On April 18, an avalanche on the slopes of Mount Everest killed 16 Nepalese workers who were trying to help their Western clients reach the summit. Half of them were involved with a Discovery Channel show in which a daredevil would attempt to paraglide off the mountain’s summit on live television.
A Verdict for Pistorius
“Blade Runner” Oscar Pistorius was found not guilty of first-degree murder for shooting girlfriend Reeva Steenkamp, but in September he was found guilty of manslaughter and began serving a five-year prison sentence in South Africa.
Yarnell Haunts U.S. Firefighting
A year after 19 firefighters were killed in Yarnell, Arizona, the U.S. government is still spending billions of dollars—and putting lives on the line—fighting superfires caused by years of drought and successful fire suppression.
Back from the Dead: The Hour Record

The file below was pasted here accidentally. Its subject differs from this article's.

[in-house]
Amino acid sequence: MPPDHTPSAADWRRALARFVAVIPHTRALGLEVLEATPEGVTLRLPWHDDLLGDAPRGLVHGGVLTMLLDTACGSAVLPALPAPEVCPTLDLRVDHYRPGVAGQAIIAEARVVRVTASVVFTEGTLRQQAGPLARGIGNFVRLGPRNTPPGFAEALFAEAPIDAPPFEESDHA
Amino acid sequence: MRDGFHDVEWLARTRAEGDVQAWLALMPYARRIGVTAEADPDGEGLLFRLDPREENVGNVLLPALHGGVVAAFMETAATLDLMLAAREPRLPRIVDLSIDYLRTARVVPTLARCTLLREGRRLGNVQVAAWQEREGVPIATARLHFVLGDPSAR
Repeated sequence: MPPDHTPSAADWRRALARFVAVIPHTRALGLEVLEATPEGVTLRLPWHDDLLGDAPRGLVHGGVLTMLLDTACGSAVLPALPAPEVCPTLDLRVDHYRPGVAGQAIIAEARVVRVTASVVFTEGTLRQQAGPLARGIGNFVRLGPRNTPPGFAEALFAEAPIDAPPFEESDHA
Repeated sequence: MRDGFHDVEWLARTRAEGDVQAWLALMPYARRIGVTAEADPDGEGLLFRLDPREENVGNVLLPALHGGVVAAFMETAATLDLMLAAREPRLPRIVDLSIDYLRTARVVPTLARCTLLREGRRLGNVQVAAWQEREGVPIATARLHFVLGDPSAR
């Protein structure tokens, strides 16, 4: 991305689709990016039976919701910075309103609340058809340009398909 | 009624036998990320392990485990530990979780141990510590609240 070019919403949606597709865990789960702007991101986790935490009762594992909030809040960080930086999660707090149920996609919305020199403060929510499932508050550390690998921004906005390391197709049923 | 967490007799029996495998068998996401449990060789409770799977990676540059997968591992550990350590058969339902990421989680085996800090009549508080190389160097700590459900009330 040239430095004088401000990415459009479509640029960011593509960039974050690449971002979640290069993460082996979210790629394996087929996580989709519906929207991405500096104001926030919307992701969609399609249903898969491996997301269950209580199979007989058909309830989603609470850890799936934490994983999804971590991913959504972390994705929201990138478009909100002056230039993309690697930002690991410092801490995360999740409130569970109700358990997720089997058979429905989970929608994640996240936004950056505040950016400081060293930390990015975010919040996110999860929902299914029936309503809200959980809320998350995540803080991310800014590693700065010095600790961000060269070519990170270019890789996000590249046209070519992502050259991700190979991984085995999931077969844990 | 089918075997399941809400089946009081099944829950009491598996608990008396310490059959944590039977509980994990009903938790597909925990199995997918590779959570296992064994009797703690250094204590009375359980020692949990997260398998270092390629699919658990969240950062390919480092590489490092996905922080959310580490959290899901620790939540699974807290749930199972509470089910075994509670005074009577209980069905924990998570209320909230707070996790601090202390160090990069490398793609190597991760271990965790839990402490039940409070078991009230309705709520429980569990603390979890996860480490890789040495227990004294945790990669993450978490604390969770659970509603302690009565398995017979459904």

The UCI, the august governing body of professional cycling, agreed to allow aerodynamic bikes and positions for its hour record—a test of how far a cyclist can ride in one hour on a velodrome. Following this change, two new records have been set and top cyclists have started taking the event seriously again.
Kilian Jornet FKTs Things Up
Spanish ultrarunner Kilian Jornet smoked the record for climbing Denali (9:43) in a year when the mountain’s weather was so nasty that only a third of all climbers even reached the summit.
A New POV for GoPro
GoPro sold half of all video cameras in America last year, and then made billions going public.
You Cannot Resist the Camper
We learned that you really love adventure vehicles—especially if they’re piloted by Alex Honnold.
The Sun Shines on K2
Three Sherpa women joined forces to become the first Nepali women’s expedition to climb K2.
Say Goodbye to Classrooms
Ben Hewitt (mostly) convinced our Facebook followers than kids need less standardized testing and indoor inactivity. His solution: Set ’em free.
One Ski Resort to Rule Them All
Colorado effectively annexed Utah when Vail Resorts managed to buy Park City Mountain Resort.
Almost as Good as Working for Outside
Outside went all Monster.com trying to help you find the best job ever.
The Vertical Photography Takedown
We pissed off every wannabe pro photographer in the world by pointing out that the Internet is horizontal. Deal with it, people.